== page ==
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WW1 local memorial research

Discussion in 'History' started by penyard52, Dec 8, 2011.

  1. Hi,
    Does anyone use their local memorial as a starting point for some research on a name found there? Would like to take the group to the local war memorial and then come back to do some research but other than using the CWGC website not sure where to head and what to do with the information.
    Any and all thoughts gratefully received!
    Thanks
     
  2. Hi,
    Does anyone use their local memorial as a starting point for some research on a name found there? Would like to take the group to the local war memorial and then come back to do some research but other than using the CWGC website not sure where to head and what to do with the information.
    Any and all thoughts gratefully received!
    Thanks
     
  3. penyard
    Starting with the CWGC information, you could link it to researching how the person joined up and the battle they died in.
    If your school does a WWI Battlefield tour, you could see if any of the names on your local memorial are buried in the cemetaries on your itinary, or died in the battles covered in your visit (we did something similar for my daughter's school a couple of years ago).
    CH
     
  4. MarkJH

    MarkJH New commenter

    If you have access to Ancestry you can see if the soldier's Service Record survived the blitz in World War II (about 1/3 to 1/2 did). This would give you a lot more personal information. Local newspapers printed obituaries, often with photographs. Some are very detailed. Once you know the soldier's unit it is possible to research the action in which he died, using for example battalion War Diaries, a selection of which are now online at the National Archives site and detailed accounts such as the Official History. I've been doing this for a long time but I admit that you do have to contend with the rather arcane terminology and structure of the British Army, which can be confusing to a beginning researcher. Useful help on this can be found on the excellent 'Long Long Trail' website: http://www.1914-1918.net/
    I have used names from our school and local war memorials, relatives of pupils on the tour etc as the basis of the Battlefields Tours I have run for nearly 20 years. Each year reveals fascinating new stories. It is a very good idea to let pupils do as much of the research as possible but be aware that beyond a basic level it does become a quite complex undertaking. Even simply using CWGC or the Soldiers Died database I have found that unwary reserachers can easily latch onto the wrong 'Frederick Brown' or whoever and end up on a wild goose chase.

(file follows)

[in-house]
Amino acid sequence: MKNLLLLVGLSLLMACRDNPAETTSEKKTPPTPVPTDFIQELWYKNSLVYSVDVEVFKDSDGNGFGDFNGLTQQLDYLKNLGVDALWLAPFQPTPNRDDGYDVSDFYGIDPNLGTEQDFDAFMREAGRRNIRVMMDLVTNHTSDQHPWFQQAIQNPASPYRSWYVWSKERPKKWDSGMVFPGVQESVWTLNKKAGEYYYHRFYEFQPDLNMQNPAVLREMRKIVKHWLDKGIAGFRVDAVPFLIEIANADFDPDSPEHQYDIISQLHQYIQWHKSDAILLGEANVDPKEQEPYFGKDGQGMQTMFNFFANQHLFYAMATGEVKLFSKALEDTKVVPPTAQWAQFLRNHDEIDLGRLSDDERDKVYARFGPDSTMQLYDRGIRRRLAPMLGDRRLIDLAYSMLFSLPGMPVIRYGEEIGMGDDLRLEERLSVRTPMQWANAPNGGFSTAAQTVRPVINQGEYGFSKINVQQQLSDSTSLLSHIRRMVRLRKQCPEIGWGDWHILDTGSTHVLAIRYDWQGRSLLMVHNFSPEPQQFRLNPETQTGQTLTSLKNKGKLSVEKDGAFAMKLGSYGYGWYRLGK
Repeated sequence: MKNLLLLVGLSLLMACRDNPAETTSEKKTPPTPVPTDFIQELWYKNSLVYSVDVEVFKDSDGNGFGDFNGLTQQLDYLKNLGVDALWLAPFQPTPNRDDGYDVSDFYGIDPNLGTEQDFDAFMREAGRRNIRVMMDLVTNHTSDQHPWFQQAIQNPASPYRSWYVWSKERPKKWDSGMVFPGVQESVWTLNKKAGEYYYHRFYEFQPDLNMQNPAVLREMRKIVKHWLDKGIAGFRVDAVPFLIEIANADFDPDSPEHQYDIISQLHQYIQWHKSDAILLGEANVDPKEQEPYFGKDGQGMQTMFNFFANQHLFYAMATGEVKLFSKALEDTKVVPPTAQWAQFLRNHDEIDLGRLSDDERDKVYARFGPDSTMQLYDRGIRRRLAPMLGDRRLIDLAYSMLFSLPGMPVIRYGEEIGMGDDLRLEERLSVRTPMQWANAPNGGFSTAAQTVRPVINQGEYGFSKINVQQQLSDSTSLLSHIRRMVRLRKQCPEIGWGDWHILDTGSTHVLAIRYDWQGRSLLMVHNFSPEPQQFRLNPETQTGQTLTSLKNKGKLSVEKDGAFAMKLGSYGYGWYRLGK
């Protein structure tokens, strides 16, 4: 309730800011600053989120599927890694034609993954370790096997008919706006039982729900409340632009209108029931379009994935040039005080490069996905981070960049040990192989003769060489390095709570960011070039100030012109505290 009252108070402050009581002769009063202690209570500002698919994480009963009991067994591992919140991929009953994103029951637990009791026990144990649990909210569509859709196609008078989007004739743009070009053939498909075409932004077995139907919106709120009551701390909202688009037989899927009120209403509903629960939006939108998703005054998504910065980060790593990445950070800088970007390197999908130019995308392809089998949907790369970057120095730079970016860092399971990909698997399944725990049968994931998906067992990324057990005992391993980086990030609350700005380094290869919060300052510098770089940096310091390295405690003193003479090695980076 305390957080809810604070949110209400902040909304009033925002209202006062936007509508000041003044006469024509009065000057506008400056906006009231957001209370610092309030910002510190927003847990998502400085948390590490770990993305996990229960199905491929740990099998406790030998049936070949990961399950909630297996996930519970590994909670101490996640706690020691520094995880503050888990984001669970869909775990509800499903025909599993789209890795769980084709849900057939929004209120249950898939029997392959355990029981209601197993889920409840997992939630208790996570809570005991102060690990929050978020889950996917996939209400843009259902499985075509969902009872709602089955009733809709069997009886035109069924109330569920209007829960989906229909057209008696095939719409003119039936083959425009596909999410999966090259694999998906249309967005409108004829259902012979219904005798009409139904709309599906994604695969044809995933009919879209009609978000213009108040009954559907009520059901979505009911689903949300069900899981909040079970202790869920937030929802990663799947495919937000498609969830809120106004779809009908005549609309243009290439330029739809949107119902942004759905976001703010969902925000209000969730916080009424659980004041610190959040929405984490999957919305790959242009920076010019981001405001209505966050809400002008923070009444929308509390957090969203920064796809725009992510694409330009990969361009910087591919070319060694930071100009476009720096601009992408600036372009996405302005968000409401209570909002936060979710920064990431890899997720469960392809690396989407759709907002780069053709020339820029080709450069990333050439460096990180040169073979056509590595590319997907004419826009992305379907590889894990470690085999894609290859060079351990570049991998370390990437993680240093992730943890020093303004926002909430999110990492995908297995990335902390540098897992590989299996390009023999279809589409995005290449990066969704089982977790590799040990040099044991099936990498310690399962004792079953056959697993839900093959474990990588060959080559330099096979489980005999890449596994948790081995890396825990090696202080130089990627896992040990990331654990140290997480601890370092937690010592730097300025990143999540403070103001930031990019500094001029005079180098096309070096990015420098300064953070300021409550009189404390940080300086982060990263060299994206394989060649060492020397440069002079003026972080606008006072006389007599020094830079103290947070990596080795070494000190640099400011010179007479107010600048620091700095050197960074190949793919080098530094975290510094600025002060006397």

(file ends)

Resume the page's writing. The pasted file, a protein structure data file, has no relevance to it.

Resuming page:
5. Once you have got a name from a war memorial look on the CWGC Debt of Honour website and see if you can locate the person, (difficult I know if you have several with the same name and initial as you must be 100% accurate), this will also give you his unit and also his place and date of death. Now it gets interesting as you need to go to the National Archives at Kew and look at the units War Diary for that particular period as this tells you where they were and what they were doing. Be warned that unless the person was an officer it was rare for them to be named.
    You have not said where in the UK you are. I am in the West Midlands and hoping to write a book on those named on some of the war memorials and buried in war graves in a number of cemeteries in my area have managed to gather a lot of information.In the case of one member of a Bomb Disposal Company of the Royal Engineers who was killed in 1941 I am sure I know when the bomb on which he was working was dropped and even the types of fuses that were in the bomb.
    If you find from the CWGC website that the person died as a Prisoner of the Japanese on the Burmas Siam Railway please let me know and I will give you details of a very good website in Thailand from where you can get lots of information.
    Hope this is of interest to you.
    rb211
     
  6. MarkJH

    MarkJH New commenter

    As I point out on my earlier post a selection of World War One Unit Diaries are now avallable online on the National Archives website and can be downloaded for a small fee. They can be difficult to decvipher and interpret.
     
  7. Thanks so much for all the really useful tips you've given me so far. I'm hoping to do a trial run at the start of next term, so I may be back for more help!
    Thanks again
     

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